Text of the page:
Overall, the issue of multinational corporations exploiting developing countries is nothing new, and countries going through rapid expansion, such as India, want corporations to come so that they can build a strong GDP. Looking specifically at Coca-Cola and Pepsi in India, it is easy to see that there have been many more negative aspects of having these corporations in India than positive aspects, even economically. The environmental degradation and health problems have caused many internal problems within Indian communities, and rather than bringing economic prosperity, it is clear that economic problems have resulted from Coca-Cola and Pepsi setting up factories in these villages.

This brings us to the question of whether multinational corporations are really a good thing or not. We use their products everyday in North America, and most people share a common belief that they have helped build economies. Not only that, but we daily hear about the "good things" that corporations are doing for us and the events that they sponsor, such as the Olympics; but we must question what is happening behind the scenes of all of this. Looking at the issue of Coca-Cola and Pepsi in India is just a small example of the problems that multinational corporations have caused worldwide. Also, we must question if these corporations are really bringing development to a country, or rather causing underdevelopment, as Coca-Cola and Pepsi seem to be doing in the Kerala province.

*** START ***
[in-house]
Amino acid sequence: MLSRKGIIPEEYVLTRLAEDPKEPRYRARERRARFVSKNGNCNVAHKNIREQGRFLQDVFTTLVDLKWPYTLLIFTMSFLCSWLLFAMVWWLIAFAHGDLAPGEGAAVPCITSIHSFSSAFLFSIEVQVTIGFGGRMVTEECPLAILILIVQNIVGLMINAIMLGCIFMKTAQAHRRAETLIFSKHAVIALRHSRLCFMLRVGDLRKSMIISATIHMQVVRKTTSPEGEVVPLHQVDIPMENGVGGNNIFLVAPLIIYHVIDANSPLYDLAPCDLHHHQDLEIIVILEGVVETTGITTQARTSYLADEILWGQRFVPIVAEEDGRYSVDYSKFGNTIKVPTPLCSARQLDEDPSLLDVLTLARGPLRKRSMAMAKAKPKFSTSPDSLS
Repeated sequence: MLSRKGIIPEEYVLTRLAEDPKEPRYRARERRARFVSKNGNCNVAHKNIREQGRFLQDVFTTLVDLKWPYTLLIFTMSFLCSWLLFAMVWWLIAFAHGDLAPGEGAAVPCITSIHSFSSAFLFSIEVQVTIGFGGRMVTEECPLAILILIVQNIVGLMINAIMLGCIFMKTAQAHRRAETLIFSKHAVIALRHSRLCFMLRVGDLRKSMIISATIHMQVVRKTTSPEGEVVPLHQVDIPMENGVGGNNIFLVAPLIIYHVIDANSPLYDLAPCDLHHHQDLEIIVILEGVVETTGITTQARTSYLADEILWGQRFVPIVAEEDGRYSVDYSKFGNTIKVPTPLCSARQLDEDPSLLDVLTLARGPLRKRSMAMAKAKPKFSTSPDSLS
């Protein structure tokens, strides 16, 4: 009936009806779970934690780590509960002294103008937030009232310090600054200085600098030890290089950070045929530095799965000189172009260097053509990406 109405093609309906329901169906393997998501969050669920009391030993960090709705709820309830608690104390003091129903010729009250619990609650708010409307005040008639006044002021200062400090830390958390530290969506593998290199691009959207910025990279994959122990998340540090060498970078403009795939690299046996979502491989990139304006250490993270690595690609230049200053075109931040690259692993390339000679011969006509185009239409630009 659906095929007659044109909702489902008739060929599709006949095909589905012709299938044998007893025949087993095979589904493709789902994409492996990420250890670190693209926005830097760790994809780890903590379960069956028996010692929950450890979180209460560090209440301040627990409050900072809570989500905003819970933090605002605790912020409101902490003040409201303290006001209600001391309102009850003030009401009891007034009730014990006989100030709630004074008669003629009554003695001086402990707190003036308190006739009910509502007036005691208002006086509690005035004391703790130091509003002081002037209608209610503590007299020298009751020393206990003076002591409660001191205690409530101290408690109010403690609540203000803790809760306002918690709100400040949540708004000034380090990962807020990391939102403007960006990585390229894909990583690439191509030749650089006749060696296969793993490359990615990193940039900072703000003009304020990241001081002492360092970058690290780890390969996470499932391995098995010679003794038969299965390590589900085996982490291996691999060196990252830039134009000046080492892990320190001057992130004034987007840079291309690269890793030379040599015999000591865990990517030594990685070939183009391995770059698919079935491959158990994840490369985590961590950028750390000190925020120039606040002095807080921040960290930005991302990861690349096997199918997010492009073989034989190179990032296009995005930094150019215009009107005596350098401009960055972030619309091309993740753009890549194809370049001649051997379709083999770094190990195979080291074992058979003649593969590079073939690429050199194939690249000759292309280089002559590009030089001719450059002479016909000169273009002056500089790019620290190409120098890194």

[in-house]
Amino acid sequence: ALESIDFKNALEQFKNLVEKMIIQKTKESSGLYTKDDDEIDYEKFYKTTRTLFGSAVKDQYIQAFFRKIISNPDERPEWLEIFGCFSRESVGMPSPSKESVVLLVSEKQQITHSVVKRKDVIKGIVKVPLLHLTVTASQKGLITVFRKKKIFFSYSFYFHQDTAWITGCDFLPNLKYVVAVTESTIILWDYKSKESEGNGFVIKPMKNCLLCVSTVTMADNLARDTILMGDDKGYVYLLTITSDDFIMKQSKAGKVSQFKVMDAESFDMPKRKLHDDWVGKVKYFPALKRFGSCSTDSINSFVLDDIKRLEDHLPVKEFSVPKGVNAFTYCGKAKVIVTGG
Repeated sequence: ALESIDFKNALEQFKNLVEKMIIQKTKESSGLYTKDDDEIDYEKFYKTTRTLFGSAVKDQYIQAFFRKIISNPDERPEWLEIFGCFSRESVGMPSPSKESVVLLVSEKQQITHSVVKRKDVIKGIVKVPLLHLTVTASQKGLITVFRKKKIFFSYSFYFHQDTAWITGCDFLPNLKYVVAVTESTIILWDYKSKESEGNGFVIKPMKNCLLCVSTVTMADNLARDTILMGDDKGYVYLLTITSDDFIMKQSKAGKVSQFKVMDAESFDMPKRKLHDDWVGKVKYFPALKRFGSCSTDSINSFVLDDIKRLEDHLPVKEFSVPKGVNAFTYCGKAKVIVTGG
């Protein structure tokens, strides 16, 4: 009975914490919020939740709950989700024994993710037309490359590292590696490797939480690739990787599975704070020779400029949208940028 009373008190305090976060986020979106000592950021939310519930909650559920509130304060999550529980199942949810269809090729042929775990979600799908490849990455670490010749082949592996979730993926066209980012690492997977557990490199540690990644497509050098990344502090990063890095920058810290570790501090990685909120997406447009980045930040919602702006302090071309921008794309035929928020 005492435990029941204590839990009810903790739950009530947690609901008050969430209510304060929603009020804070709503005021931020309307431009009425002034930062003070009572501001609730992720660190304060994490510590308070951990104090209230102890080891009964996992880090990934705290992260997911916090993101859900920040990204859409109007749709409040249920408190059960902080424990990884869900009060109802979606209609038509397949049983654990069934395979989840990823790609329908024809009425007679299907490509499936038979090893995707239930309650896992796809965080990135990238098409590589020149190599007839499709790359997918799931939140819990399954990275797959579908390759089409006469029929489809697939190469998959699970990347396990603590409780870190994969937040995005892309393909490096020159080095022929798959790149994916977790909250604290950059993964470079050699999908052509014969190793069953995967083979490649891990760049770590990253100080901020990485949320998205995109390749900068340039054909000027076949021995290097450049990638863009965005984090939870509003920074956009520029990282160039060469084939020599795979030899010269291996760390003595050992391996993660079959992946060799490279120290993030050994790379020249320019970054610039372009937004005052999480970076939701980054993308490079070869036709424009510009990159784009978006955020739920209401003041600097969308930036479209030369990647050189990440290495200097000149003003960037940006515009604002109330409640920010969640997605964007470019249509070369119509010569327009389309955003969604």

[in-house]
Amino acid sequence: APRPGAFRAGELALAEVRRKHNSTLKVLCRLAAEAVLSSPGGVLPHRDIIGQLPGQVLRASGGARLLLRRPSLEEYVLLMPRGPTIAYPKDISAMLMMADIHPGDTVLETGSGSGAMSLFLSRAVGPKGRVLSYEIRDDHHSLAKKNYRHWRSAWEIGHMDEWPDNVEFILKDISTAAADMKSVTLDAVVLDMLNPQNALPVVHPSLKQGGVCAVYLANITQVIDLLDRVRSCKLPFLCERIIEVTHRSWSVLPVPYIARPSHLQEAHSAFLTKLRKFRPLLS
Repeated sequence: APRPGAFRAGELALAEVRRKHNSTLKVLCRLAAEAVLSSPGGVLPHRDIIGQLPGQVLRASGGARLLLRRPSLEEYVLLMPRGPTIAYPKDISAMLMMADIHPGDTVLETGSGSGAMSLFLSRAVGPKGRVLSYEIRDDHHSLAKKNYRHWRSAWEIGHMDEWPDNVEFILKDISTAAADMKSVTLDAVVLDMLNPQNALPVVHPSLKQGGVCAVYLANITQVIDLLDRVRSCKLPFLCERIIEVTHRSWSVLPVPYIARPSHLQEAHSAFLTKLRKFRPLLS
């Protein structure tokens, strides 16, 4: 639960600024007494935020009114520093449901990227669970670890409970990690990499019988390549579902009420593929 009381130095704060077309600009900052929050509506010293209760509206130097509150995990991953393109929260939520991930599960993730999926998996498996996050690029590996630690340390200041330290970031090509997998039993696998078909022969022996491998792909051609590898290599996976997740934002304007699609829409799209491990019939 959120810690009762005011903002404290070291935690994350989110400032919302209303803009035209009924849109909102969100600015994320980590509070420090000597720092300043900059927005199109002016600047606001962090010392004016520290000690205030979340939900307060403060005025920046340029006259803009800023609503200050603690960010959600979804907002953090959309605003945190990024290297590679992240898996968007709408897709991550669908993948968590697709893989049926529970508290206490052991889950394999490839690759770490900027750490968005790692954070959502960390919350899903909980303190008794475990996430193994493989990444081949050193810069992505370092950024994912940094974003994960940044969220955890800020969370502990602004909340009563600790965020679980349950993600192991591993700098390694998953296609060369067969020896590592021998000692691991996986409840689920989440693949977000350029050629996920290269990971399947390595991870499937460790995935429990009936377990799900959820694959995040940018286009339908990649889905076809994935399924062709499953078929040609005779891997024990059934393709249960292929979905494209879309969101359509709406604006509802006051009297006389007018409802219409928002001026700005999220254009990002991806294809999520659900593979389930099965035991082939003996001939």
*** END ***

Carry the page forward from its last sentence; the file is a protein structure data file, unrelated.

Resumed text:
Finally, is neoliberalism the answer? It seems like there have been so many problems that have arisen from it. That being said, Escobar and Esteva's underdevelopment theory is becoming increasingly popular as the world begins to realize what multinational corporations and neoliberalism is doing to separate the rich-poor gap between the North and South. Is globalization all that great? By looking Plachimada's case, most would come to the conclusion that it is not. These are the types of questions that can be considered when looking at the issue of Coca-Cola and PepsiCo not only in India, but all around the world.